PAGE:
You’ll soon realize that the process of effective onboarding isn’t the tricky part. It’s managing the onboarding process without a dedicated technology partner that’s nearly impossible. Trying to use spreadsheets, calendars, checklists and cobbled together technology platforms is cumbersome. It causes too much friction, ties up too much staff time and ultimately undermines the sustainability of the process.
That’s where technology shines, removing friction, automating administrative tasks and reporting performance. The MobileFiT platform was designed to take all of these principles of effective onboarding and match them with process improvement methodologies. Together, the platform and the onboarding method give your staff the tools they need to effectively run an onboarding program.
How We Can Help
At MobileFiT, we specialize in helping Wellness and Fitness centers increase their membership revenue through effective onboarding. No matter where you are, if you have never heard of onboarding, or if you already have an onboarding process in place, we can help. Whether it is aligning your processes with industry best practices, training your staff, or providing the technology you need to streamline the new member journey, we provide the tools and training you need. When you’re ready to get serious about retention, MobileFiT can help with the proven, research-based tools you need for success.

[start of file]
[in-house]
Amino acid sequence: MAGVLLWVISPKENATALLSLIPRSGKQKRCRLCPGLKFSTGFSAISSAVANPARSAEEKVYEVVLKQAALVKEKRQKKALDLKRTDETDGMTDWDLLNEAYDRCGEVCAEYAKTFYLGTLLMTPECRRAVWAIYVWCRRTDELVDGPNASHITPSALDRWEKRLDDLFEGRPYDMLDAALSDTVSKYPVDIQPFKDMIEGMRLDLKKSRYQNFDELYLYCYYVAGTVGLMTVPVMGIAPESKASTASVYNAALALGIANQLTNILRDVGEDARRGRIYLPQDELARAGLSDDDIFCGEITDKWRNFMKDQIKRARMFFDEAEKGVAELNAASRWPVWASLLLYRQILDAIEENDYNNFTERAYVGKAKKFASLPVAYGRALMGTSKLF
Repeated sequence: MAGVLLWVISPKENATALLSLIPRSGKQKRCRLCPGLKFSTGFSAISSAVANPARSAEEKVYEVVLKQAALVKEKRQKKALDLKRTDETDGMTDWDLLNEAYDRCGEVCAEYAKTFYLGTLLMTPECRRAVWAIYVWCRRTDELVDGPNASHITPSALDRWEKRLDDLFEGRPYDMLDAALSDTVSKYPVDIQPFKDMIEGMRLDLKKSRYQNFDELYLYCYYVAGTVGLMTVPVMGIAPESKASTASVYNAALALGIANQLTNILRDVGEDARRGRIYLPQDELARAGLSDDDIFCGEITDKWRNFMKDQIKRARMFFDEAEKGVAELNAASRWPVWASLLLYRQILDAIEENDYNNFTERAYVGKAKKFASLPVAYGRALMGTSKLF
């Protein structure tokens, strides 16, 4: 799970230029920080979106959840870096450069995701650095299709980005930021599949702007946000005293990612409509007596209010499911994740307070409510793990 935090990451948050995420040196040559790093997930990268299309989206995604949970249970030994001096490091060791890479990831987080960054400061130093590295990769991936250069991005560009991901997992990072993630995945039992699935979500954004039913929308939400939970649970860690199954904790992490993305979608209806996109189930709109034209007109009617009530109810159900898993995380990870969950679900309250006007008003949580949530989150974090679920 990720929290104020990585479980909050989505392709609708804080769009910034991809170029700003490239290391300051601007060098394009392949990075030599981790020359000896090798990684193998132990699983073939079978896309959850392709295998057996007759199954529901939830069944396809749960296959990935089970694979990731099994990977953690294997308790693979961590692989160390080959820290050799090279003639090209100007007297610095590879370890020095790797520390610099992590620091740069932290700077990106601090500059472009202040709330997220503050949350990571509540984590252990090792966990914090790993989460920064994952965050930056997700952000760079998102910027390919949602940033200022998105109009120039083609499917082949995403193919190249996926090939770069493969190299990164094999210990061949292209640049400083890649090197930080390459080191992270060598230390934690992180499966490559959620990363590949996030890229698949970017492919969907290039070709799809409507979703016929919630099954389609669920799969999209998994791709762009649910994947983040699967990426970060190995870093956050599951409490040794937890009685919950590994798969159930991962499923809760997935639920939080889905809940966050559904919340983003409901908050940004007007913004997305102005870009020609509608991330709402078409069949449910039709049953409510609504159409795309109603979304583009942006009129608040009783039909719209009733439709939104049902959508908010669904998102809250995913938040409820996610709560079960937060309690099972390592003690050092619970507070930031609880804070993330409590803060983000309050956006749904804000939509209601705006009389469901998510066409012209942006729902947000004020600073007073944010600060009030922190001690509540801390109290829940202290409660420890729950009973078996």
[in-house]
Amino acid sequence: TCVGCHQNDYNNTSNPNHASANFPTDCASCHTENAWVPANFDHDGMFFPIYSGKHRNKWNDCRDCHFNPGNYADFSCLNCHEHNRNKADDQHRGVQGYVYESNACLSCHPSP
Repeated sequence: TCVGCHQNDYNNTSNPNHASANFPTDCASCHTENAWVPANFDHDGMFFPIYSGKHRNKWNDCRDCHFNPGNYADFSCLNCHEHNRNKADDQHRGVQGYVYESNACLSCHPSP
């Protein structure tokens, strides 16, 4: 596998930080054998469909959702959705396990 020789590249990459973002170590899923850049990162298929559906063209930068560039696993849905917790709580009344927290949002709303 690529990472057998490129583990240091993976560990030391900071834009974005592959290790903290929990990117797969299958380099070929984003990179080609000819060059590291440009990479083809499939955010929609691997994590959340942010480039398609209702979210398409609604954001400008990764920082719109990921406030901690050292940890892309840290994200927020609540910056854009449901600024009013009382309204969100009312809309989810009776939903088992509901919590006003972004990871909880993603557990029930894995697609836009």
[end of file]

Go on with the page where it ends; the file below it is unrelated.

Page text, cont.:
For more information on how we can help you keep your members for the long haul, contact Kelly Kidd: (205)529-4616, firstname.lastname@example.org
1. This data comes from MobileFiT’s study of over 1.4 million fitness center members↩
3. (2014) IHRSA Health Club Consumer Report [online]. Available from: http://ihrsa.org/research↩
4. Henderson, Garnett. People love gyms like CrossFit and Pure Barre Because They’ve Made Fancy Fitness a Status Symbol. 24 Oct 2016, https://qz.com/816740/boutique-gyms-like-crossfit-and-pure-barre-are-raking-in-billions-by-making-fancy-fitness-a-status-symbol/↩
5. Steverman, Ben. Why You’re Paying So Much to Exercise. 30 Jan, 2017, www.bloomberg.com/news/articles/2017-01-30/why-you-re-paying-so-much-to-exercise. Accessed 9 Nov 2017.↩
6. Algar, Ray. Health Club Industry Midmarket Report – Investigating How Brands are Repositioning in an Era of Rising Competition. p. 8. 2012. ↩
7. Tharrett, Stephen J, and Bedford, Paul, Why People Join,Leave, and Stay with Health/Fitness Clubs: The Ultimate Member Retention Handbook. Healthy Living, 2012. ↩